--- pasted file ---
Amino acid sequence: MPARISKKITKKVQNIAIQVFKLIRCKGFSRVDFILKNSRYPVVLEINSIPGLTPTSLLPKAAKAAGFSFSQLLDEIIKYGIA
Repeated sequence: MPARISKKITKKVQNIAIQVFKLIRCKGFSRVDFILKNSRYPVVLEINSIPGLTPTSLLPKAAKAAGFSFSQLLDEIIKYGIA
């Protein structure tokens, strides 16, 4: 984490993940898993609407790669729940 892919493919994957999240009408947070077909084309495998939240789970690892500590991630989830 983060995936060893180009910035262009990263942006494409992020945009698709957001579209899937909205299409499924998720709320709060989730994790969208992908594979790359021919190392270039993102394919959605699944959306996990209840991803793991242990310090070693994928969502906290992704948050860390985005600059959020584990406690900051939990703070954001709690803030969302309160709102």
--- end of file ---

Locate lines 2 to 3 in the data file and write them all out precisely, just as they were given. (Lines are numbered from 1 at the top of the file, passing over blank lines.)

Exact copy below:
Repeated sequence: MPARISKKITKKVQNIAIQVFKLIRCKGFSRVDFILKNSRYPVVLEINSIPGLTPTSLLPKAAKAAGFSFSQLLDEIIKYGIA
């Protein structure tokens, strides 16, 4: 984490993940898993609407790669729940 892919493919994957999240009408947070077909084309495998939240789970690892500590991630989830 983060995936060893180009910035262009990263942006494409992020945009698709957001579209899937909205299409499924998720709320709060989730994790969208992908594979790359021919190392270039993102394919959605699944959306996990209840991803793991242990310090070693994928969502906290992704948050860390985005600059959020584990406690900051939990703070954001709690803030969302309160709102």